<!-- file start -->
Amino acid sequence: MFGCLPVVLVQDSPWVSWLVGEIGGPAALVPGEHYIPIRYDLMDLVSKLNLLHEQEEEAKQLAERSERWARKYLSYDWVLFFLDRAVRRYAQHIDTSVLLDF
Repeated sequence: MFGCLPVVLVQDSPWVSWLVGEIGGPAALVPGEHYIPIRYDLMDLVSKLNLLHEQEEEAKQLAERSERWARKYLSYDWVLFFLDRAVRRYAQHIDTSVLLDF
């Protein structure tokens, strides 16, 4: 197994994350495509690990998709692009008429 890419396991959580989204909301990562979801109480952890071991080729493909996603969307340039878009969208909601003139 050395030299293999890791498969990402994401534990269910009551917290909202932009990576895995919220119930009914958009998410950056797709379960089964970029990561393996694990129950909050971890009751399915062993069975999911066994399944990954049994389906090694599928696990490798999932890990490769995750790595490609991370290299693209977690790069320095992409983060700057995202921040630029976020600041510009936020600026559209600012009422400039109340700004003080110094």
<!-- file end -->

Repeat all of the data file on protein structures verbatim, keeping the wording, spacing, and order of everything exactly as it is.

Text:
Amino acid sequence: MFGCLPVVLVQDSPWVSWLVGEIGGPAALVPGEHYIPIRYDLMDLVSKLNLLHEQEEEAKQLAERSERWARKYLSYDWVLFFLDRAVRRYAQHIDTSVLLDF
Repeated sequence: MFGCLPVVLVQDSPWVSWLVGEIGGPAALVPGEHYIPIRYDLMDLVSKLNLLHEQEEEAKQLAERSERWARKYLSYDWVLFFLDRAVRRYAQHIDTSVLLDF
């Protein structure tokens, strides 16, 4: 197994994350495509690990998709692009008429 890419396991959580989204909301990562979801109480952890071991080729493909996603969307340039878009969208909601003139 050395030299293999890791498969990402994401534990269910009551917290909202932009990576895995919220119930009914958009998410950056797709379960089964970029990561393996694990129950909050971890009751399915062993069975999911066994399944990954049994389906090694599928696990490798999932890990490769995750790595490609991370290299693209977690790069320095992409983060700057995202921040630029976020600041510009936020600026559209600012009422400039109340700004003080110094």